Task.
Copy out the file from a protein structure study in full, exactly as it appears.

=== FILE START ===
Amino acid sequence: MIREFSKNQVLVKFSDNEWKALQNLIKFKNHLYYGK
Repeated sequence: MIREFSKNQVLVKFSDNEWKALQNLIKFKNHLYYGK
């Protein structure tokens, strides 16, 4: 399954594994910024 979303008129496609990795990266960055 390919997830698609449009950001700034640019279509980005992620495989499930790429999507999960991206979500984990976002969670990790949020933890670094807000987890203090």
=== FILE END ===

Amino acid sequence: MIREFSKNQVLVKFSDNEWKALQNLIKFKNHLYYGK
Repeated sequence: MIREFSKNQVLVKFSDNEWKALQNLIKFKNHLYYGK
């Protein structure tokens, strides 16, 4: 399954594994910024 979303008129496609990795990266960055 390919997830698609449009950001700034640019279509980005992620495989499930790429999507999960991206979500984990976002969670990790949020933890670094807000987890203090």